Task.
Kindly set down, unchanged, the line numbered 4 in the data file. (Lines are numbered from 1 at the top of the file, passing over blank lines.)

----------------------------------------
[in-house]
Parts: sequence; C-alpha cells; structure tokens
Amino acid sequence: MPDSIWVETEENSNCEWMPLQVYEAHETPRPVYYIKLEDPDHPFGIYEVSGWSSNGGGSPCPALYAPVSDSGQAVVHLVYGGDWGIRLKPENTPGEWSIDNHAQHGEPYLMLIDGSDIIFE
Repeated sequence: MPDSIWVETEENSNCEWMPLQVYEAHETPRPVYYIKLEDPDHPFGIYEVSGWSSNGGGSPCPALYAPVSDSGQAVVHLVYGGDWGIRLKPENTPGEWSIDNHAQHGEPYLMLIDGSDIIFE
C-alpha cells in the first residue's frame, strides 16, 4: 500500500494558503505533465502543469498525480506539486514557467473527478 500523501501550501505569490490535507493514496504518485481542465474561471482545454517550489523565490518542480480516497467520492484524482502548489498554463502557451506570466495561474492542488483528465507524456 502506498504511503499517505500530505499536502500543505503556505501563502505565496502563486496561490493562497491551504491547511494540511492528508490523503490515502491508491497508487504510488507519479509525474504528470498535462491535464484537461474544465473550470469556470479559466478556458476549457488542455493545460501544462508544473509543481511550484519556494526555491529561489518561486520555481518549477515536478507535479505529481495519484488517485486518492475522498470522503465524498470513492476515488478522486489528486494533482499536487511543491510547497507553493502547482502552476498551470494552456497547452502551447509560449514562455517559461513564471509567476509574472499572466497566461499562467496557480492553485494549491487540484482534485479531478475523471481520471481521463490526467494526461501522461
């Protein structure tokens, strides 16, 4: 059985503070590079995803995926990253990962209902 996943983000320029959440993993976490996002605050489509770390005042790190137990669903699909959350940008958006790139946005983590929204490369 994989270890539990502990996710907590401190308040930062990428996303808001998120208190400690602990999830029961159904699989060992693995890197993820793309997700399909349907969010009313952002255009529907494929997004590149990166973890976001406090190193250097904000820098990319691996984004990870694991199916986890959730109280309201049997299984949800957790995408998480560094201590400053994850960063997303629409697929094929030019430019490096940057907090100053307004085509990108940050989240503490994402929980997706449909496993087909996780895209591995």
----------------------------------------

Repeated sequence: MPDSIWVETEENSNCEWMPLQVYEAHETPRPVYYIKLEDPDHPFGIYEVSGWSSNGGGSPCPALYAPVSDSGQAVVHLVYGGDWGIRLKPENTPGEWSIDNHAQHGEPYLMLIDGSDIIFE